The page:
Blame the Dog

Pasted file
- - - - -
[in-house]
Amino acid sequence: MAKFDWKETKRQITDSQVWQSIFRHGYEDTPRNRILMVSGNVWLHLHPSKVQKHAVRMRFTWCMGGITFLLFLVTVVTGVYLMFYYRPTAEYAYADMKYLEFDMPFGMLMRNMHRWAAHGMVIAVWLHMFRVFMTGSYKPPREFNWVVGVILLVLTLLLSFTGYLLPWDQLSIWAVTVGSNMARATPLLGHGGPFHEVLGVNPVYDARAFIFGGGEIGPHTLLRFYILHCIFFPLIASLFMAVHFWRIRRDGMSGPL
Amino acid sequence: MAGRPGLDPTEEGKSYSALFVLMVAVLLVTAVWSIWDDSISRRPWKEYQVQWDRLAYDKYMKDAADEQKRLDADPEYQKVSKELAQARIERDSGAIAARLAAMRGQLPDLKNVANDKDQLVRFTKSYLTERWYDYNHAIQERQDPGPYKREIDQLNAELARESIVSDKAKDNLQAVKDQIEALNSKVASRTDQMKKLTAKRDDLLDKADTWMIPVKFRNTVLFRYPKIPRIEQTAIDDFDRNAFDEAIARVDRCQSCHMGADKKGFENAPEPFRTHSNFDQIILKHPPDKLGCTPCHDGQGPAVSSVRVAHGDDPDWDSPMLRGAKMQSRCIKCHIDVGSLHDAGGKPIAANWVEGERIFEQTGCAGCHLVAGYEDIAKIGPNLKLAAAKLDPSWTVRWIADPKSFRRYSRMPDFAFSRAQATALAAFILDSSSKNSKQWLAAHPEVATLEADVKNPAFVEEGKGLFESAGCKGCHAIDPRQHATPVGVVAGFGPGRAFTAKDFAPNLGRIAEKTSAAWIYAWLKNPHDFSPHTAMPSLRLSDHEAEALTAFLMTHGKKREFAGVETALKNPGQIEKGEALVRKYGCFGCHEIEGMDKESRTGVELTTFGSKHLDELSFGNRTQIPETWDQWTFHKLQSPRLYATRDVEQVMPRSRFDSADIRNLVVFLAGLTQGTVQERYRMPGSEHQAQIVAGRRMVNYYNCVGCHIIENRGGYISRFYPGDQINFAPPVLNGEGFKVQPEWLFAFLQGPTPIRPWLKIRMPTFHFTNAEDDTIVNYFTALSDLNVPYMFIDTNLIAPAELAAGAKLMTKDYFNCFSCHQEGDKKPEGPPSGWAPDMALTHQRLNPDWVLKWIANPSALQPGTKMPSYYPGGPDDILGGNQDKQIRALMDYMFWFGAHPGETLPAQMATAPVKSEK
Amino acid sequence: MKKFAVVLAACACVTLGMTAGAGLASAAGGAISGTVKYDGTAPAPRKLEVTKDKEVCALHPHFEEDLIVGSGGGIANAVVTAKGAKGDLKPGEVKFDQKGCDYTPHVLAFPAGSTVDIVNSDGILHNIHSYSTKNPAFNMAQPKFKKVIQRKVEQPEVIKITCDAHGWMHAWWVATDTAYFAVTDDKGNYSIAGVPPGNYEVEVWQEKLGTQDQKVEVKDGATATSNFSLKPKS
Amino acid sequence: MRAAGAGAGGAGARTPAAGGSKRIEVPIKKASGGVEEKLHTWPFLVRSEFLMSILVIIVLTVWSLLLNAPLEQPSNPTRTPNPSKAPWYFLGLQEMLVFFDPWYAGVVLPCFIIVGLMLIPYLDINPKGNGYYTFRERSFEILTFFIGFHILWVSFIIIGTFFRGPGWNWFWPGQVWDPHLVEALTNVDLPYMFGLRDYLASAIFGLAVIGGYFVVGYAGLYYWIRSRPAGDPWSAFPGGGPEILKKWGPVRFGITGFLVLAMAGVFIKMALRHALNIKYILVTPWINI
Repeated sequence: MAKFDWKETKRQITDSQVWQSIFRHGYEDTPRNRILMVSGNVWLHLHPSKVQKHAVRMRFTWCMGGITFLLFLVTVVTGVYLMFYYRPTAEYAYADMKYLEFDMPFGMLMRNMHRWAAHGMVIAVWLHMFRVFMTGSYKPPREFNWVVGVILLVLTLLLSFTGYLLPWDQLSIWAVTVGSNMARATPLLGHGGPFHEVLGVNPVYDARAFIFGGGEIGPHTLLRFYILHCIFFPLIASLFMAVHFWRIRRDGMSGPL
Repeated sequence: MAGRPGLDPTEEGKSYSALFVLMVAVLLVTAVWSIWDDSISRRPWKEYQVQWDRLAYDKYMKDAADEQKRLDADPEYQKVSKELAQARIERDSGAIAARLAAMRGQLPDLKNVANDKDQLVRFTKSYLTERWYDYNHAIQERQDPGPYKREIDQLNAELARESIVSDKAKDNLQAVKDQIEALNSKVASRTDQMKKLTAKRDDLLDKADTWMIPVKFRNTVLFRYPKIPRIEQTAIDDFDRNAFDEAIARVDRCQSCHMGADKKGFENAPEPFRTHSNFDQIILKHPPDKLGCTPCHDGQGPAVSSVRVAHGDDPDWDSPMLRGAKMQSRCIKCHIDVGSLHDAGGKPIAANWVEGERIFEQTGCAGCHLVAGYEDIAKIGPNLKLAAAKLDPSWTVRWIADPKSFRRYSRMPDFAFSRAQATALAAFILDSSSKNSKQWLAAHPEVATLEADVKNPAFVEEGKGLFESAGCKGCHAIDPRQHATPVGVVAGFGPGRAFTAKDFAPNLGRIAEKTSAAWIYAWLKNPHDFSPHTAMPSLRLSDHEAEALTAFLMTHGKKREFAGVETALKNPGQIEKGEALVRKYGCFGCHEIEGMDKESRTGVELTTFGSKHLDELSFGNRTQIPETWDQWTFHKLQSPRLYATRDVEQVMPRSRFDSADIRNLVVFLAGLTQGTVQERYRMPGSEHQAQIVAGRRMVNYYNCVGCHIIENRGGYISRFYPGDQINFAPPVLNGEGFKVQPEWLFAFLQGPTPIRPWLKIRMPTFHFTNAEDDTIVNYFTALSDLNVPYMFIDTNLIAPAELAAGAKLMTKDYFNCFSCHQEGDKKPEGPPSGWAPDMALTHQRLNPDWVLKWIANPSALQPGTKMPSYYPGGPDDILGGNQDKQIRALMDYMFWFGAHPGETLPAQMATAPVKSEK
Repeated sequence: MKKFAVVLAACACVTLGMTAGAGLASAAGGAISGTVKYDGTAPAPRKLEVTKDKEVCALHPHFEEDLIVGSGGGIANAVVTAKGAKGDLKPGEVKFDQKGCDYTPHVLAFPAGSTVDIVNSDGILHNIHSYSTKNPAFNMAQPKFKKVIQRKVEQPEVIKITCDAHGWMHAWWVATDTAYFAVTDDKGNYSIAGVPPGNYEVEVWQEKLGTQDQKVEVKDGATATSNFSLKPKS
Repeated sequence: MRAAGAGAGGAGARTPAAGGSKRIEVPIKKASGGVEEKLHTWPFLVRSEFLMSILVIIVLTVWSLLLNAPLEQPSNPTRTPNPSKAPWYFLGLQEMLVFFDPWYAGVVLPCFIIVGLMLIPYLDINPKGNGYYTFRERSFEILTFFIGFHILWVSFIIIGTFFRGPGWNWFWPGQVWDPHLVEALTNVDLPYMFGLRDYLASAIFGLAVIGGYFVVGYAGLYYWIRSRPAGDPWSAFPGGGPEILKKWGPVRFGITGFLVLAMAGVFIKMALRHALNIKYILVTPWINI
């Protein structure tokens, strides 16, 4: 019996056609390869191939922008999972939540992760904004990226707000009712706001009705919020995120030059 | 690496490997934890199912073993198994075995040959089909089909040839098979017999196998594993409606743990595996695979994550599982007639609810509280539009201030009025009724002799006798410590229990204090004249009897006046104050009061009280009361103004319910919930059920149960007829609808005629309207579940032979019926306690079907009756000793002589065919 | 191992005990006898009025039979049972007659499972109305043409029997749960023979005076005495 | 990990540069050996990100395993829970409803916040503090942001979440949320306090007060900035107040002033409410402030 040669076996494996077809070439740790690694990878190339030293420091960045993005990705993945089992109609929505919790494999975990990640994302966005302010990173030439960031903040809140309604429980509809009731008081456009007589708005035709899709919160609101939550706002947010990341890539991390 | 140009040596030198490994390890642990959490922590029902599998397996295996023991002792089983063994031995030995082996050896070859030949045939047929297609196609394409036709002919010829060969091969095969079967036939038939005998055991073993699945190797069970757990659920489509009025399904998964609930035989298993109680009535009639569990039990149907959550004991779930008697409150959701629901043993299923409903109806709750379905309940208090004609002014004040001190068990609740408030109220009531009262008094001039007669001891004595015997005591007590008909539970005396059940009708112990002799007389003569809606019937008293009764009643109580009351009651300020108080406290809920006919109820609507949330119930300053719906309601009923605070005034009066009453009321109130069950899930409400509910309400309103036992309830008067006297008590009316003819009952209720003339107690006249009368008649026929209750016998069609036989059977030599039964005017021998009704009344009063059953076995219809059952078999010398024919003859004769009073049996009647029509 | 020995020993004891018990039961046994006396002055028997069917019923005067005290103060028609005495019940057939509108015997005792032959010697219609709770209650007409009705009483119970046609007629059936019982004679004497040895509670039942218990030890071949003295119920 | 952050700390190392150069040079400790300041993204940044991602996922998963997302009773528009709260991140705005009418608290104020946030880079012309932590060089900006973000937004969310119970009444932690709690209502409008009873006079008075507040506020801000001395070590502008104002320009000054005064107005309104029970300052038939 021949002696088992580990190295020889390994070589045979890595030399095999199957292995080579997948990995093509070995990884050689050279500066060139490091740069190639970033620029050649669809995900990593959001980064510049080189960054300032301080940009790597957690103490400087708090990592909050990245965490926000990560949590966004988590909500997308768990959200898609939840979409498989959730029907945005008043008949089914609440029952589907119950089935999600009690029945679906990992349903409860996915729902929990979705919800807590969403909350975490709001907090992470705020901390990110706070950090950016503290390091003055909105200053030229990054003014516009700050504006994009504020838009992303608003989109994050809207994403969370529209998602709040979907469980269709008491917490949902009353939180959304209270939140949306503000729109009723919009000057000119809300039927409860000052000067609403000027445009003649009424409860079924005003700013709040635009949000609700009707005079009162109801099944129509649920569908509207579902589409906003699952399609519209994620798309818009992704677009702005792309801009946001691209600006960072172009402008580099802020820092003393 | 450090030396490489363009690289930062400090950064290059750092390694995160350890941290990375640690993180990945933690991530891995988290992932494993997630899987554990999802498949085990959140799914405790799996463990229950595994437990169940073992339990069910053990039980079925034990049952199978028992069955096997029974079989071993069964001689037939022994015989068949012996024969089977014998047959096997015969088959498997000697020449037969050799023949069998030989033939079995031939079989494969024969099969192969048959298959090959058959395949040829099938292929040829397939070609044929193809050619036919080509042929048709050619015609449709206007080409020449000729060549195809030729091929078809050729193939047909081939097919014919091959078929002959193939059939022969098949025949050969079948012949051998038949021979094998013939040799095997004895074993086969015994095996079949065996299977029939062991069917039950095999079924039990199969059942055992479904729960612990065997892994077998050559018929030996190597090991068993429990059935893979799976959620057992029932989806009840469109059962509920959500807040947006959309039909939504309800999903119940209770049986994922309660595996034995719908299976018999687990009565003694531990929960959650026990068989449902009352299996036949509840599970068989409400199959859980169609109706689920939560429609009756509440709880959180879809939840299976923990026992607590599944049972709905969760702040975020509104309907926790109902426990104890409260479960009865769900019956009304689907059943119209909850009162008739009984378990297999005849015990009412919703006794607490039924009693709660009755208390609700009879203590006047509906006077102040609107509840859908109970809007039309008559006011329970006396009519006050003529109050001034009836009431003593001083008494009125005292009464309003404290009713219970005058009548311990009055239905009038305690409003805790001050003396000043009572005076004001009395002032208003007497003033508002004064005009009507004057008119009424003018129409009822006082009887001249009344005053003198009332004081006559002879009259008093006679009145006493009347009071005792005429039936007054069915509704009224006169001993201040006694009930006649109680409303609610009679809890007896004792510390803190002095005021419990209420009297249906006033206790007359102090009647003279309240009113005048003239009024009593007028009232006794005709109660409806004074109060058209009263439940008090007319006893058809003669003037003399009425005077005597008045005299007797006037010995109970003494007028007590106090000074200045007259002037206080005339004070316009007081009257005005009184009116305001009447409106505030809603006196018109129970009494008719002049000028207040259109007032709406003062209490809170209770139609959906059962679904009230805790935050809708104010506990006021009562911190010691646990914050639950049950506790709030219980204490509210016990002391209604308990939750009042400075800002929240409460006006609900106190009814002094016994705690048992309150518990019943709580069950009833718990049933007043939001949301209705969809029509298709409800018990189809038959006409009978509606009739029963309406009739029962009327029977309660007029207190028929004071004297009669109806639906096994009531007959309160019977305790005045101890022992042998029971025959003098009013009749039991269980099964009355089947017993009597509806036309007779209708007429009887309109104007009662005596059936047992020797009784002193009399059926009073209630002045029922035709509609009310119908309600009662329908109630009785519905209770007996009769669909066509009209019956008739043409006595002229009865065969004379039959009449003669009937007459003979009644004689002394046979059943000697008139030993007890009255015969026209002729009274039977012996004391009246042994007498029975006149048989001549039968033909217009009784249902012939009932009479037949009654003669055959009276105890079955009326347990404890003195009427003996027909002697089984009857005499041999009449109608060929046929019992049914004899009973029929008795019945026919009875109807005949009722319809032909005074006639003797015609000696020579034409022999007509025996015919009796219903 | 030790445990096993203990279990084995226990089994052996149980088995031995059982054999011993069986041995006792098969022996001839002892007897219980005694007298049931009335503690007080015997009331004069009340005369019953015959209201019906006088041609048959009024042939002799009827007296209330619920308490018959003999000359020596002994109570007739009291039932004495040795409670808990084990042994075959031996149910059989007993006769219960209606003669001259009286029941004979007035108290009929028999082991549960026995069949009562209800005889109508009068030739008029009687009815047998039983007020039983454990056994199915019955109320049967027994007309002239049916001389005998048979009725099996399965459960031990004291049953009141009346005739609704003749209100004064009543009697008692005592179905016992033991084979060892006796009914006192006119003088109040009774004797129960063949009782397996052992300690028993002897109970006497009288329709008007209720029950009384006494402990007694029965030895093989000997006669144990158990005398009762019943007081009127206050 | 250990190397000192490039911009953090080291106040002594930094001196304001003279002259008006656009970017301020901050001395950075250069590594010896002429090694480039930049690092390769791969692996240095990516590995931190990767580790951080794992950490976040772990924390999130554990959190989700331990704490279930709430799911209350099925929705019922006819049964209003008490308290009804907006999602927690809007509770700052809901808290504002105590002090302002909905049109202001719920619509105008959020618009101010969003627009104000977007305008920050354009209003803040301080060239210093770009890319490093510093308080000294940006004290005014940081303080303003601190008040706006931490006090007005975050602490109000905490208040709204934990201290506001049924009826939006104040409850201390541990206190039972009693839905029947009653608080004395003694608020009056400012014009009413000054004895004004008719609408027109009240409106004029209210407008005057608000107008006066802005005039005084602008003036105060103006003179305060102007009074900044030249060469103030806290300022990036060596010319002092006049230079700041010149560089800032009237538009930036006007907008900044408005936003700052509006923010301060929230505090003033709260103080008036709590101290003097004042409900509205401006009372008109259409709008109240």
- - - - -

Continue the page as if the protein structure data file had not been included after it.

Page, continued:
Cottage Industry Music is proud to announce the highly anticipated release of Martha Schuyler Thompson's CD entitled, Blame The Dog (the sixth on her own, Cottage Industry Music label). In this collection of twelve songs, Thompson holds a magnifying glass up to the American middle class (where art and commerce converge in an inherent dichotomy) only to find it profoundly displaced by technological advancements in a consumer-based world where the value of capitalism has clearly eclipsed that of spirituality. This radical shift from the importance of spiritual fulfillment to that of material acquisition is the underlying concern of Blame The Dog. Says Thompson, 'Since the dual search for spiritual and economic freedom is what propelled our forefathers to this new world -- it was apparent that the juxtaposition of art and commerce in America revealed both, our best and worst conflicting qualities as a people. The artistic or spiritual elements of introspection, exploration, innovation and invention that once characterized the American experience have given way to commerce and the primary by-products of capitalism in our culture; distraction, escapism and avoidance. I wanted to see if I could develop characters who were at once sorely lacking and exquisitely human to mirror this condition.' The characters from Blame The Dog live in an age when the development of sophisticated communicative devices and high-tech gadgetry should be putting them more in touch with those around them. However, the devices and inventions (now common to most middle-class households) that were initially developed as tools to connect individuals with each other serve only to alienate the characters further from the intimacy that their families, friendships and meaningful human interactions have to offer. In facing adversity, the characters find that as a buffer from the harshness of the world they seem to have a great deal of stuff to draw upon rather than spirituality. When the resulting loneliness is too much to bear, inevitably the characters seek out various forms of escape to keep their fears at bay. These songs capture the moment at which the characters experience a momentary glimmer of truth about their respective conditions in order to face themselves and their realities (however briefly) amid the turmoil of their avoidance. Says Thompson, 'It seems that moral, cultural and spiritual bankruptcy manifests itself most audibly or visibly within the American middle class these days. Poets, playwrights, filmmakers, visual artists and novelists are addressing this momentous shift among that segment of the population. When I began writing work for Blame The Dog, it felt appropriate for me to give voice to these concerns as a contemporary American singer/songwriter in order to round out the cultural arts scene by offering up a form of social commentary to represent this artistic medium. Besides, I had always been fully committed to blurring the distinction between high art and popular culture -- so this topic was right up my alley.' Blame The Dog demonstrates that once again Thompson has written, arranged, produced and recorded a powerful new album that speaks to the American experience. Blame The Dog features the following stellar supporting musicians: Curtis Salgado (Roomful of Blues, Santana, Robert Cray, Bonnie Raitt & the real-life inspiration for John Belushi's 'The Blues Brothers' character) on harmonica; George Mitchell (Diana Ross Band, Sheila E. & Leroy Vinnegar) on keyboards and organs; Warren Rand (Robert Cray, Albert King & Jimmy Witherspoon) on saxophones; Gordon Rencher (Randy Newman, Dave Brubeck & Mark O'Connor) on drums and percussion; Brian Casey (Mel Brown, Conjunto Allegre & Pink Martini) on bass; and Martha Schuyler Thompson on lead & backing vocals, acoustic & electric guitar, dobro, resonator banjo and triolian. CRITICAL ACCLAIM: 'Schuyler Thompson is a big favorite of ours. Her latest release...proves that her last album was no fluke. Martha's picked up a few more instruments and seems to have mastered anything with strings that she's ever touched. If that weren't enough, her songwriting is impeccable and her versatile voice more than does justice to the songs...do yourself a favor and listen to the entire album.' -fmqb, Progressive Adult Radio Music 'If you like women with boisterous, throaty, growling voices, this is the album for you...Although she occasionally dips down into the subtle, more restrained realms of acoustic music...Thompson spends the better part of her time showing off the ballsy woman within. Perhaps the best aspect of this album, though, is the balanced and interesting production, for which Thompson, herself, can take full credit...In a genre too often plagued with limp, lifeless voices, one thing Martha Schuyler Thompson will never be accused of is making wimpy music.' -FAME Magazine 'Oregon singer-songwriter Martha Schuyler Thompson has practically invented her own genre: call it the domestic blues. Few can wring out the sort of passion and protest from the mundane realities of everyday life that Thompson finds in songs...It helps that she has on hand a group of rootsy musicians that color her folk funky, and Thompson herself is a multi-instrumental threat on guitars, dobro and banjo. Mostly, it helps that she brings a light lyrical touch and a gifted wit to numbers...' -The Berkshire Eagle 'Songwriter Martha Schuyler Thompson comes out growling on her latest effort...She's further refined her big, aggressive sound, playing more Dobro, resonator, and electric guitar than in the past...One thing that hasn't changed is her songwriting. It's still as intelligent and thoughtful as ever, as she offers up pointed observations of the world around her. Thompson's music is a sure antidote for those suffering from the bland-singer/songwriter blues.' -Dirty Linen.